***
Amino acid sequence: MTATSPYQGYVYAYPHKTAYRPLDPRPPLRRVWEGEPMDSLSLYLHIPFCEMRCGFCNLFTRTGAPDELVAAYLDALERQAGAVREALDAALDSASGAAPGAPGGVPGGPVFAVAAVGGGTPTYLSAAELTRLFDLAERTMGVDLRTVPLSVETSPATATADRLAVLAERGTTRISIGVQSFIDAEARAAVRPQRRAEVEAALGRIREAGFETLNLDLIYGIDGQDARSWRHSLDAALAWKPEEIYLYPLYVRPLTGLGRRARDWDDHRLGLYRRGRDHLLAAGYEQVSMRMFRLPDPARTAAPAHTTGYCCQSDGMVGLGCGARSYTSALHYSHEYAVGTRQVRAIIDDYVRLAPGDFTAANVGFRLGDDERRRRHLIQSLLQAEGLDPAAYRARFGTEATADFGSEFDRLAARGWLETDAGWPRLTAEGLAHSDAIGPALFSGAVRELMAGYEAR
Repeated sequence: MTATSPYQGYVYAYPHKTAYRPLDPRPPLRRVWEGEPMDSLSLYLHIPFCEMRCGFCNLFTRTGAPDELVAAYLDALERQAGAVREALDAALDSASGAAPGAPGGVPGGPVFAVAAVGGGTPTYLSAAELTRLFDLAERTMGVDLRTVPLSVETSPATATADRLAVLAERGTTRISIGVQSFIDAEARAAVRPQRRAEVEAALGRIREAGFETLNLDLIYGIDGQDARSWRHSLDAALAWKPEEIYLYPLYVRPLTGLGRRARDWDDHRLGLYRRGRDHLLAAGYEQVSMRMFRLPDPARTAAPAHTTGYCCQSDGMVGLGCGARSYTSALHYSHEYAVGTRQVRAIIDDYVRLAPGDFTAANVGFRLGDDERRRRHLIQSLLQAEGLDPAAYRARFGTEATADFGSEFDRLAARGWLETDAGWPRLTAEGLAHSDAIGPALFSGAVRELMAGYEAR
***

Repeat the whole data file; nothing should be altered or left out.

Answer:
Amino acid sequence: MTATSPYQGYVYAYPHKTAYRPLDPRPPLRRVWEGEPMDSLSLYLHIPFCEMRCGFCNLFTRTGAPDELVAAYLDALERQAGAVREALDAALDSASGAAPGAPGGVPGGPVFAVAAVGGGTPTYLSAAELTRLFDLAERTMGVDLRTVPLSVETSPATATADRLAVLAERGTTRISIGVQSFIDAEARAAVRPQRRAEVEAALGRIREAGFETLNLDLIYGIDGQDARSWRHSLDAALAWKPEEIYLYPLYVRPLTGLGRRARDWDDHRLGLYRRGRDHLLAAGYEQVSMRMFRLPDPARTAAPAHTTGYCCQSDGMVGLGCGARSYTSALHYSHEYAVGTRQVRAIIDDYVRLAPGDFTAANVGFRLGDDERRRRHLIQSLLQAEGLDPAAYRARFGTEATADFGSEFDRLAARGWLETDAGWPRLTAEGLAHSDAIGPALFSGAVRELMAGYEAR
Repeated sequence: MTATSPYQGYVYAYPHKTAYRPLDPRPPLRRVWEGEPMDSLSLYLHIPFCEMRCGFCNLFTRTGAPDELVAAYLDALERQAGAVREALDAALDSASGAAPGAPGGVPGGPVFAVAAVGGGTPTYLSAAELTRLFDLAERTMGVDLRTVPLSVETSPATATADRLAVLAERGTTRISIGVQSFIDAEARAAVRPQRRAEVEAALGRIREAGFETLNLDLIYGIDGQDARSWRHSLDAALAWKPEEIYLYPLYVRPLTGLGRRARDWDDHRLGLYRRGRDHLLAAGYEQVSMRMFRLPDPARTAAPAHTTGYCCQSDGMVGLGCGARSYTSALHYSHEYAVGTRQVRAIIDDYVRLAPGDFTAANVGFRLGDDERRRRHLIQSLLQAEGLDPAAYRARFGTEATADFGSEFDRLAARGWLETDAGWPRLTAEGLAHSDAIGPALFSGAVRELMAGYEAR